To serve: dish into bowls and garnish with cilantro

Wednesday, September 2, 2015

Cornmeal Crepes with Figs and Pears

This morning I made cornmeal and flour crepes with fresh figs, pears and a dollop of whipped cream. Sounds kind of fancy right, but really it’s not and this recipe ended up being very easy to put together. The recipe came from the September 2013 issue of Bon Appetite. I have had page 73 torn out since that date. They are “filed” by where they land in the box and left for a rainy day. Apparently this was the day……….

The hardest part of preparing this dish for me was turning the first crepe (see pic below) So for the next one I followed their prep school tip which was; "Once the edge of your crepe is golden and lacy and the center has set, gently loosen it with a spatula. Then, using your fingers pull up the crepe and swiftly pull over.” I used this method and the rest of the crepes turned out near perfect. But there was one more tip to add which was not anywhere in the instructions. The cornmeal easily sank to the bottom of the bowl in between cooking each crepe. I quickly learned that before pouring the batter into the skillet that I needed to re-stir each time so that the cornmeal was throughout the batter and not laying at the bottom of the bowl. Adding the cornmeal in the batter gave the crepes a little more texture than was I was used to but both my husband and I enjoyed the way they turned out.

My last concern was would this combination of fresh pears and figs taste good together as part of the topping. Would the delicate pear pair well with the fruity fig? Most fresh figs have been described to taste like a mix between a strawberry and a peach. I don’t know if that is how I would describe them but they worked together famously. After the first bite I knew this meal was a home run. This would make a wonderful breakfast, brunch or even an after dinner dessert.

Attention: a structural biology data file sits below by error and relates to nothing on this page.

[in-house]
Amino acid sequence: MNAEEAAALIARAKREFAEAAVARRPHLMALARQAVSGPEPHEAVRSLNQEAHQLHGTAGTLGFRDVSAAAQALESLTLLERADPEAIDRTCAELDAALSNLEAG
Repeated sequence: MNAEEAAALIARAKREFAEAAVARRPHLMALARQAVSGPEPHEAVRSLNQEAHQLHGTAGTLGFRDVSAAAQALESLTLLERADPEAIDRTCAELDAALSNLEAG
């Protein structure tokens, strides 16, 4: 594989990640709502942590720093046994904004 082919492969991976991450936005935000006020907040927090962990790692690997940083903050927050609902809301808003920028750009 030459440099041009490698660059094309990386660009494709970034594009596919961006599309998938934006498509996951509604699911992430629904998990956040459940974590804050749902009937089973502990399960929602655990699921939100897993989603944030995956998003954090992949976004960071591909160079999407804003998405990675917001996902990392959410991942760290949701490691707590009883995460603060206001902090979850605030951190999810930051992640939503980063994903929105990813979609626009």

1 large egg
1/2 cup 2% milk
1/4 cup all purpose flour
1/4 cup cornmeal
2 tablespoons plus 1 teaspoon (divided) sugar
1 teaspoon vanilla extract (divided)
1/8 teaspoon salt
3/4 cups heavy cream (divided)
1 pear (cored, skinned at cut into slices)
4 fresh black mission figs (cut into half and then each half into 1/3rds)
2 tablespoon roasted pistachios (garnish)

To prepare:

Combine egg, milk, flour, cornmeal, sugar, vanilla, salt and 1/4 cup cream in a medium bowl, whisk until smooth.

Take the remaining 1/2 cup of whip cream, pour into a cool glass bowl (if possible put one in your freezer for about 1/2 hour. Add 1 teaspoon sugar and 1/2 teaspoon vanilla. Beat with a hand beater until soft peaks before. Set aside and put into refridgerator.

Heat a 10" skillet over medium heat. Add a small pat of butter, then 3/4 of a ladle of batter, swirl pan around until bottom of skillet is covered. Cook until edges are golden brown and batter is set, with a spatula lift up and then using your fingers, lift up and turn over, 30 another 30 seconds or so. On to the next one until batter is gone.

Serve crepes folded, topped with cream cream, pears and figs. Then garnish with pistachios. Enjoy!